• Electronic storage 22 includes electronic storage media that electronically stores information. The electronic storage media of electronic storage 22 may include one or both of system storage that is provided integrally (i.e., substantially non-removable) with system 10 and/or removable storage that is removably connectable to system 10 via, for example, a port (e.g., a USB port, a firewire port, etc.) or a drive (e.g., a disk drive, etc.). Electronic storage 22 may be (in whole or in part) a separate component within system 10, or electronic storage 22 may be provided (in whole or in part) integrally with one or more other components of system 10 (e.g., computing devices 18, processor 20, etc.). In some embodiments, electronic storage 22 may be located in a server together with processor 20, in a server that is part of external resources 14, in a computing device 24, and/or in other locations. Electronic storage 22 may include one or more of optically readable storage media (e.g., optical disks, etc.), magnetically readable storage media (e.g., magnetic tape, magnetic hard drive, floppy drive, etc.), electrical charge-based storage media (e.g., EPROM, RAM, etc.), solid-state storage media (e.g., flash drive, etc.), and/or other electronically readable storage media. Electronic storage 22 may store software algorithms, information determined by processor 20, information received via a computing device 24 and/or graphical user interface 40 and/or other external computing systems, information received from external resources 14, stimulators 16, sensors 18, and/or other information that enables system 10 to function as described herein.
  • Client computing platform(s) 24 is configured to provide an interface between system 10 and subject 12, and/or other users through which subject 12 and/or other users may provide information to and receive information from system 10. For example, client computing platform(s) 24 may display a representation of the output signal from sensors 18 (e.g., an EEG, 2D/3D images, video, audio, text, etc.) to a user. This enables data, cues, results, instructions, and/or any other communicable items, collectively referred to as “information,” to be communicated between a user (e.g., subject 12, a doctor, a caregiver, and/or other users) and one or more of stimulator(s) 16, processor 20, electronic storage 22, and/or other components of system 10.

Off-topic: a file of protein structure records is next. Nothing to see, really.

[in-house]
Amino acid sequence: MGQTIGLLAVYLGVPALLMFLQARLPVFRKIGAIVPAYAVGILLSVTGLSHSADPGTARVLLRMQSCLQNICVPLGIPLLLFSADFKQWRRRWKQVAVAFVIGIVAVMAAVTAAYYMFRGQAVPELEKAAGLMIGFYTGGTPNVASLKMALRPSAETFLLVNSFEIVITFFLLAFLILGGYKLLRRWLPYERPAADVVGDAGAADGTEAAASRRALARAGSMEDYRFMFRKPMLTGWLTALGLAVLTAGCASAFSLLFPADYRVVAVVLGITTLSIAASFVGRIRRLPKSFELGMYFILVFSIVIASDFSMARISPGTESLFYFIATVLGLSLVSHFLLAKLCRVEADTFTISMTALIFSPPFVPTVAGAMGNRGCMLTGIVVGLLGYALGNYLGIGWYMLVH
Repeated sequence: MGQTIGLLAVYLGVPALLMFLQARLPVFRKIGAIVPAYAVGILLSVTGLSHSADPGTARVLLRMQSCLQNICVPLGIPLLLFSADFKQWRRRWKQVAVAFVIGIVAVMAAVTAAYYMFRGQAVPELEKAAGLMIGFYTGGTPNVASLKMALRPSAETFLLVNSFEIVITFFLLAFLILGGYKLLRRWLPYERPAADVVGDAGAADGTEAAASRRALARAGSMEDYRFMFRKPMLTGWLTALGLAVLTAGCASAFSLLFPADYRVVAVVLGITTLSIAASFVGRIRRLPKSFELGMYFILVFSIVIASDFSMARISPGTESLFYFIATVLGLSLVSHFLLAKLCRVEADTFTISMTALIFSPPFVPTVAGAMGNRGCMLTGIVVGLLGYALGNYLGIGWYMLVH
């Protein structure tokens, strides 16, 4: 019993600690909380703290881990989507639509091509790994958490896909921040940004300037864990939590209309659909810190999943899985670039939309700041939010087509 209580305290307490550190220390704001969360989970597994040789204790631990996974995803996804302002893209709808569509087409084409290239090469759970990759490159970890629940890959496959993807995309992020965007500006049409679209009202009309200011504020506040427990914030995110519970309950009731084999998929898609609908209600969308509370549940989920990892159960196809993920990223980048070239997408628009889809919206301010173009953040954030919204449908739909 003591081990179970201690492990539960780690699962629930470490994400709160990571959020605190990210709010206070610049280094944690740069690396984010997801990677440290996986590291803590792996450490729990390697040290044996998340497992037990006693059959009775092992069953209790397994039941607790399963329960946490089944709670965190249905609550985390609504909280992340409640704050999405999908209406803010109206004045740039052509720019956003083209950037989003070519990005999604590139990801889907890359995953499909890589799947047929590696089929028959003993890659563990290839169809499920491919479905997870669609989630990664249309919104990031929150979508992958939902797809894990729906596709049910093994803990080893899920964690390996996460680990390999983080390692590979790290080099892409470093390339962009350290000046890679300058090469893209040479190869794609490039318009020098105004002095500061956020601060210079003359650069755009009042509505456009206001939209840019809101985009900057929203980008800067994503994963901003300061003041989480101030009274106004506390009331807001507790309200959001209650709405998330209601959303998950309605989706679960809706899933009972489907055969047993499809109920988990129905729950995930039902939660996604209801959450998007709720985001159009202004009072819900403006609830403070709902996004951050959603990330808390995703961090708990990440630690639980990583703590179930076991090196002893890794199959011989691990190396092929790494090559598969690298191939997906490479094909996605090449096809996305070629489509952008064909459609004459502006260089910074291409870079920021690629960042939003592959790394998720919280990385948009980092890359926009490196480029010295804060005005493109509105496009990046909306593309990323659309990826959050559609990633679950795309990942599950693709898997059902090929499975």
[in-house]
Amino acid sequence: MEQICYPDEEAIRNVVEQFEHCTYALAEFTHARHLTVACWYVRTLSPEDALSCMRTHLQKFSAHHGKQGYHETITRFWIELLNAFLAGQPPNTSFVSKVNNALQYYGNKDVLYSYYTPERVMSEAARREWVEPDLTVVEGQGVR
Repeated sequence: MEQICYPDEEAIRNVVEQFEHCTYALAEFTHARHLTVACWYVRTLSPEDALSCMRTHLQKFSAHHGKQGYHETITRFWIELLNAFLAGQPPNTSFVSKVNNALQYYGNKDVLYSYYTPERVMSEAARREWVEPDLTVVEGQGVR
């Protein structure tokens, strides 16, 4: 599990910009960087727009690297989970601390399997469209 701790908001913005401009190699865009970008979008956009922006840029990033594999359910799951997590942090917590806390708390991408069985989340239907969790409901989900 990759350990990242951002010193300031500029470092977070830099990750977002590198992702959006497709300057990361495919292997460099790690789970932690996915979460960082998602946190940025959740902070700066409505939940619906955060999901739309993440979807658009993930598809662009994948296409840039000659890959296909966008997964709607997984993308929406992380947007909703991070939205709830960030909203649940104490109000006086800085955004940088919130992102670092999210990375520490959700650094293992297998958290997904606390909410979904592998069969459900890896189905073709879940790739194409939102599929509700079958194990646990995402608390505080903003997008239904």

• Examples of interface devices suitable for inclusion in client computing platform(s) 24 comprise a keypad, buttons, switches, a keyboard, knobs, levers, a display screen, a touch screen, speakers, a microphone, an indicator light, an audible alarm, a printer, a tactile feedback device, and/or other interface devices. In some embodiments, client computing platform(s) 24 comprises a plurality of separate interfaces. In some embodiments, client computing platform(s) 24 comprises at least one interface that is provided integrally with processor 20, stimulator(s) 16, sensor(s) 18, and/or other components of system 10.
  • Computing devices 24 are configured to provide interfaces between caregivers (e.g., doctors, nurses, friends, family members, etc.), patients, and/or other users, and system 10. In some embodiments, individual computing devices 24 are, and/or are included, in desktop computers, laptop computers, tablet computers, smartphones, and/or other computing devices associated with individual caregivers, patients, and/or other users. In some embodiments, individual computing devices 24 are, and/or are included, in equipment used in hospitals, doctor's offices, and/or other medical facilities to patients; test equipment; equipment for treating patients; data entry equipment; and/or other devices. Computing devices 24 are configured to provide information to, and/or receive information from, the caregivers, patients, and/or other users. For example, computing devices 24 are configured to present a graphical user interface 40 to the caregivers to facilitate display representations of the data analysis, and/or other information. In some embodiments, graphical user interface 40 includes a plurality of separate interfaces associated with computing devices 24, processor 20 and/or other components of system 10; multiple views and/or fields configured to convey information to and/or receive information from caregivers, patients, and/or other users; and/or other interfaces.